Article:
North Dakota Lawmakers Poised to Waste $750K on Pretrial Services Project

North Dakota Poised to Waste $750,000 on Pretrial Services Pilot Projects, only to Waste More Dollars Long-Term, Thereby Rejecting Much More Cost-Beneficial Spending on Criminal Justice Reforms and Crime Prevention

The opioid crisis is alive and well in the United States, and also in North Dakota.  CHI St. Alexius Emergency and Trauma Center Director Dr. Jon Solberg stated: "The US uses 80 percent of the world's opiates and we only have five percent of the population, so this has become a huge problem in the last 10 years."  North Dakota, like all other states, has not been immune from the uptick in problems related to this crisis.

Mental health, substance use disorders, and co-occurring disorders are quite common among those involved in the criminal justice system and make up the vast majority of those involved.  Yet, the resources to treat them and stop the cycle are sorely lacking.

Speaking of lacking resources, crime prevention policies, such as early education in pre-k and all-day kindergarten, can pay as high as 6:1 in crime preventative benefits to states who implement them.  After all, preventing crime has always been the best medicine for criminal justice reform—breaking the cycle of addiction, poverty and lack of opportunity.

Enter North Dakota House Bill 1258.  It is proposed by legislators that the North Dakota spend $750,000 to engage in a pretrial services pilot project.  We know where these studies go—of course, they recommend more government spending.

But, let’s examine what is specifically being proposed in H.B. 1258.

At the heart of H.B. 1258 is a bunch of government employees running a computer algorithm to tell judges how to do their jobs in making bail determinations.  Second, we are going to attempt to supervise people with undoubtedly onerous conditions who have not yet been convicted of anything.  This is a complete waste of tax dollars for something that can be handled privately—by either individuals or surety bail bondsmen.  There is no need to expand these programs.

Plus, the pretrial programs are based on algorithmic risk assessments that don’t work.  In a landmark study, Professor Meghan Stevenson found that Kentucky’s use of a pretrial algorithm did nothing to reduce the jail population and the negative impact of slightly increasing new crimes while on bail.  Kentucky got the pleasure of paying hundreds of workers at a cost of more than $15 million annually to achieve this less than impressive result.  Sometimes, these programs can actually increase pretrial incarceration.  At the end of the day, these are crucial resources that could be used for other purposes.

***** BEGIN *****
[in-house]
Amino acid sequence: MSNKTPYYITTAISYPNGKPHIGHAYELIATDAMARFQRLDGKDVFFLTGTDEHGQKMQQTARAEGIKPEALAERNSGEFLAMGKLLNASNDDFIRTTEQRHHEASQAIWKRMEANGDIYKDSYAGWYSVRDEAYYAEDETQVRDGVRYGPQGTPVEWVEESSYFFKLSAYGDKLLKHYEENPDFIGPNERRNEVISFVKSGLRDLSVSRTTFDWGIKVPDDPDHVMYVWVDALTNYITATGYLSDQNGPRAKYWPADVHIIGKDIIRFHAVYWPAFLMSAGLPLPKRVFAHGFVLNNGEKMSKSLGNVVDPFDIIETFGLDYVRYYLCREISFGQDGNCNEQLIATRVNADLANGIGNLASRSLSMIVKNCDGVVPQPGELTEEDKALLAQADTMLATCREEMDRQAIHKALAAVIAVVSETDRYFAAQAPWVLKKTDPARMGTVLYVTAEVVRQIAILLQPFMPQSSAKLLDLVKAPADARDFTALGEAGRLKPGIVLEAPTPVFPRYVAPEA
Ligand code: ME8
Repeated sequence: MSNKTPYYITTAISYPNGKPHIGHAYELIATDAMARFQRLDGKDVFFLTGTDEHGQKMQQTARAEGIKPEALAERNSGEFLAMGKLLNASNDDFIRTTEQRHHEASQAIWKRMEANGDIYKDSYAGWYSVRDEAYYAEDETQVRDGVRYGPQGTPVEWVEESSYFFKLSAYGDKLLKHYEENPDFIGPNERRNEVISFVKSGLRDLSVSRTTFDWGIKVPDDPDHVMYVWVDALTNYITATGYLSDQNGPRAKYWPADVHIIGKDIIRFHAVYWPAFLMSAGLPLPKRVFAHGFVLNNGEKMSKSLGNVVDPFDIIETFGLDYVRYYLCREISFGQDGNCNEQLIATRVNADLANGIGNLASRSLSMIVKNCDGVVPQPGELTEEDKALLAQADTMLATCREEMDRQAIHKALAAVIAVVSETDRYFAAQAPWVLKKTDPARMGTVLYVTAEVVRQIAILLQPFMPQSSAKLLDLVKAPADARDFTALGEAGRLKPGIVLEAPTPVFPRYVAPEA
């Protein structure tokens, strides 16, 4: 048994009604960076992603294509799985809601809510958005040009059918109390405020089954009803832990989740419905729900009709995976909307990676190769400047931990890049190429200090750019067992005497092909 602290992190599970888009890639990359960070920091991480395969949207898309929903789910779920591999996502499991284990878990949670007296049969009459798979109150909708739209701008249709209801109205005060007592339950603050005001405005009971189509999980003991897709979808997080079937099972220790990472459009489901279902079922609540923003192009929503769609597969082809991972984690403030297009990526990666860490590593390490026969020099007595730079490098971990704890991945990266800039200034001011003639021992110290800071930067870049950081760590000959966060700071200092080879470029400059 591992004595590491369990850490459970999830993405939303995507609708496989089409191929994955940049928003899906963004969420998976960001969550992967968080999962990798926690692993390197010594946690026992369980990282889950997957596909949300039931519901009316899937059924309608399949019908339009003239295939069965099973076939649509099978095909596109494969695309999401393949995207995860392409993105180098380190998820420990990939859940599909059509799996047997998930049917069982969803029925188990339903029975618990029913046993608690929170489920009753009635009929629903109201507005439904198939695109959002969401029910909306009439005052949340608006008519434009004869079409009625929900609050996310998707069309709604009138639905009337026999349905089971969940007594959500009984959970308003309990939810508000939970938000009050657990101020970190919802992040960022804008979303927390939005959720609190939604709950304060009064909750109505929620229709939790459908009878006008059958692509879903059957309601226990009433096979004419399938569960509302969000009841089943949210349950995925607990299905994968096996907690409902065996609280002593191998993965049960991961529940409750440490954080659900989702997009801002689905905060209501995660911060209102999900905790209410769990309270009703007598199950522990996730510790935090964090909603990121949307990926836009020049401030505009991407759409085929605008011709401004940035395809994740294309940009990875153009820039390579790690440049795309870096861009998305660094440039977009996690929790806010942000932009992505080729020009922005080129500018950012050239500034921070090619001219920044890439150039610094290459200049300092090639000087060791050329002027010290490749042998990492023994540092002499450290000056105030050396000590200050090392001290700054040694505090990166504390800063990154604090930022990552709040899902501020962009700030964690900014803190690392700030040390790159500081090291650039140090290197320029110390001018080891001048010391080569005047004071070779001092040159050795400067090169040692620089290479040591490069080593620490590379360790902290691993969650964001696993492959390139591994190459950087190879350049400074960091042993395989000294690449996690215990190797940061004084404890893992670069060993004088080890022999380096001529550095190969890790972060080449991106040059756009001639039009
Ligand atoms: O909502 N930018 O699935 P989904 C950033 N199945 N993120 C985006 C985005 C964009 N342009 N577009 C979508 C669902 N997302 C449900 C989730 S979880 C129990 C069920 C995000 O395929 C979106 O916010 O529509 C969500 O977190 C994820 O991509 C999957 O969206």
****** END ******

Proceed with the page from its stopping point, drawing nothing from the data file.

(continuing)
Perhaps North Dakota lawmakers should also first examine states like Iowa, Washington State and others before pouring taxpayers money down the Cannonball River.

In Iowa, Governor Reynolds put the brakes on pretrial risk assessment tools by halting Iowa’s pilot project, stating that “implementation of these tools has not curtailed the continued over-incarceration of people of color pretrial – people who should otherwise be legally entitled to due process of law before being torn away from their families, homes, and careers.”

In Spokane, Washington, it’s back to the drawing board this year after spending $1.75 Million in grant funding only to increase incarceration in Spokane by 10.3% under an “evidence-based” program using algorithms.

National bail reform activists, who unreasonably call for an end to “cash bail,” are realizing now that the system of algorithm-based justice is worse than the evil they are purporting to end.  That is why 110 national civil rights organizations that are members of the Leadership Conference on Civil Rights have called for an end to pretrial risk assessments in the United States of America due largely to concerns of racial bias, transparency and validity.

“People need to stop and ask, ’risk of what?’ These tools use data about things like failed drug tests and missed court dates, and tempt judges to imagine that they predict a person’s chance of hurting someone else, or fleeing the jurisdiction. The data we have cannot answer the questions that truly matter at a bail hearing.” – David Robinson, managing director for Upturn

Other algorithms used in the bail setting process (such as COMPAS, used by Los Angeles and San Diego counties) have been shown to be biased against African-American defendants.  These are the algorithms this legislation would first pilot and eventually deploy in North Dakota at the expense of the State.

If there is anything contained in H.B. 1258 for which anyone should advocate, it would be for more accurate and complete criminal history information for judges.  Judges don’t need a non-judicial officer to weight and score the information—they already do that well.  What judges often lack is simply the information needed to make an informed decision.  We have seen serious gaps in information like in Texas, where Governor Abbott is moving to close the information gap in bail setting after a Texas State Trooper was killed in the line of duty on Thanksgiving, 2017 during a routine traffic stop.  The suspect had recently been released after being charged with evading arrest and aggravated assault on a public servant simply because the judge who released him was unaware of his prior conviction of assaulting a sheriff’s deputy.

Spending $750,000 now, plus millions and millions of dollars in the future on these programs is simply not worth it.  There are many other programs that are more cost-effective uses of the dollars, and to the extent there can be improvements in North Dakota’s bail system, there is no need to create a massive, permanent state bureaucracy.


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